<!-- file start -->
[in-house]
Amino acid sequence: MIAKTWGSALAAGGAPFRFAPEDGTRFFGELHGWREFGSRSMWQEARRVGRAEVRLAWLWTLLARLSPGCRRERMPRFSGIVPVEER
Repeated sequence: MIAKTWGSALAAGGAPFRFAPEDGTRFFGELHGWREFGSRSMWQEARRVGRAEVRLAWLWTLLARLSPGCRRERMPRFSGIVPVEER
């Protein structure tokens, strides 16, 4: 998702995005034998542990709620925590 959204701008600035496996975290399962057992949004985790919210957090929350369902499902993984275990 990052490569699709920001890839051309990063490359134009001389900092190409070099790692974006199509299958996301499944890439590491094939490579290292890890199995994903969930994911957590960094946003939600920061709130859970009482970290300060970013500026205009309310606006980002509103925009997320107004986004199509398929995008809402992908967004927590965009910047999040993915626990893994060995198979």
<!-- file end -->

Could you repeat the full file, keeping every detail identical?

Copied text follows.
[in-house]
Amino acid sequence: MIAKTWGSALAAGGAPFRFAPEDGTRFFGELHGWREFGSRSMWQEARRVGRAEVRLAWLWTLLARLSPGCRRERMPRFSGIVPVEER
Repeated sequence: MIAKTWGSALAAGGAPFRFAPEDGTRFFGELHGWREFGSRSMWQEARRVGRAEVRLAWLWTLLARLSPGCRRERMPRFSGIVPVEER
């Protein structure tokens, strides 16, 4: 998702995005034998542990709620925590 959204701008600035496996975290399962057992949004985790919210957090929350369902499902993984275990 990052490569699709920001890839051309990063490359134009001389900092190409070099790692974006199509299958996301499944890439590491094939490579290292890890199995994903969930994911957590960094946003939600920061709130859970009482970290300060970013500026205009309310606006980002509103925009997320107004986004199509398929995008809402992908967004927590965009910047999040993915626990893994060995198979």